Now that the dust has settled and Brett Kavanaugh has officially been sworn in as a Supreme Court justice, the next battlefield emerges in U.S. politics — the midterm elections on November 6.
But with both the Democrats and Republicans preaching their own “blue” and “red” waves, respectively, who has the momentum with the midterms a month away?
Although Democrats had a lead in the polls earlier, the confirmation of Kavanaugh has led to what some have called the “Brett bounce,” meaning a surprising awakening of the GOP base.
In July, a NPR/PBS NewsHour/Marist poll showed that 78 per cent of Democrats and 68 per cent of Republicans said the November elections were “very important.” As of October 3, now 80 per cent of Democrats say the same thing and 78 per cent of Republicans do as well.
WATCH: Republicans elevate Brett Kavanaugh to the U.S. Supreme Court
The same poll shows that Republicans closed a 10-point enthusiasm deficit with Democrats from July down to just two points.
Republican Senate majority leader Mitch McConnell has expressed his own surprise in the rise of enthusiasm among Republicans following Kavanaugh’s confirmation.
“It’s energized our base going into the election in a way we had not been able to figure out how to do prior to this,” McConnell told the Associated Press. “The base is on fire. I never predicted this.”
However, one has to wonder if the enthusiasm will last another four weeks when voters head to the polls. As the New York Times‘ Maggie Haberman pointed out, the anger from Democrats might outlast the “high” from Republicans.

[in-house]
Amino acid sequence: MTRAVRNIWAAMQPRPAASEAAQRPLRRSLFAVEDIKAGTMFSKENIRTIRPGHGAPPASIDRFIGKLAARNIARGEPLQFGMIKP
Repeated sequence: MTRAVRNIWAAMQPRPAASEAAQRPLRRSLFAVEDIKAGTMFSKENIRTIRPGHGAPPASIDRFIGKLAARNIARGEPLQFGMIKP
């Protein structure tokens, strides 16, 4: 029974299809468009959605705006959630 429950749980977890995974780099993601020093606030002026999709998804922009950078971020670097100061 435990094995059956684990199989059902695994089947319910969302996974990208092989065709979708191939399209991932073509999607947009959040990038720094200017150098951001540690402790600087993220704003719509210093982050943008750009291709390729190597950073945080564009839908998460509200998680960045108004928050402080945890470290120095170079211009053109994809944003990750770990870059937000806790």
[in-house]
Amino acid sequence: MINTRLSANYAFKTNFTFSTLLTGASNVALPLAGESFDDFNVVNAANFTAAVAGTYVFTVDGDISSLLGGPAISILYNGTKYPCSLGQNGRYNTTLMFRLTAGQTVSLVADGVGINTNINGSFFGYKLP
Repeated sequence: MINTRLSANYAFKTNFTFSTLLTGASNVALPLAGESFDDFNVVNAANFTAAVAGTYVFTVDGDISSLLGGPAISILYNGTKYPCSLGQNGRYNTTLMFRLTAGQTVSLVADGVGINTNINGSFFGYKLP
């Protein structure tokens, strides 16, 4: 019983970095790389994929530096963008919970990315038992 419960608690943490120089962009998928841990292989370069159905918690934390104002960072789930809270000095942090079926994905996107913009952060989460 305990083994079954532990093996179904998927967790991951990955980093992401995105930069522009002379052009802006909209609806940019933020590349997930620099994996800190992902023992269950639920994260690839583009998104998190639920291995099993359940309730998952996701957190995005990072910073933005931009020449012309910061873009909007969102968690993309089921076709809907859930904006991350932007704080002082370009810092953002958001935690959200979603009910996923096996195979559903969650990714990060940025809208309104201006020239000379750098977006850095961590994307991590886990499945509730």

Anger has been proven to be a strong motivator for voting, with the University of Delaware reporting that anger and anxiety are strong drivers for voters in the midterms.
Currently, Kavanaugh’s confirmation may improve Republicans’ chances of holding the Senate, which is vulnerable to the Democrats taking a majority, as several Democrats are up for reelection in states Trump won in 2016 and still remains popular. But Kavanaugh’s confirmation may not help so much in the House elections, where suburban swing districts — and women in particular — will decide who controls the chamber.
The Senate elections are being fought in mostly Republican states, where conservative voter turnout could be decisive, while the House elections and its important suburban swing districts may not be swayed by Kavanaugh too much as they typically are not so easily excited by partisan fights.
History certainly isn’t on the Republicans’ side. In only three elections since the Civil War (1934, 1998 and 2002) has the president’s party not lost House seats in a midterm election.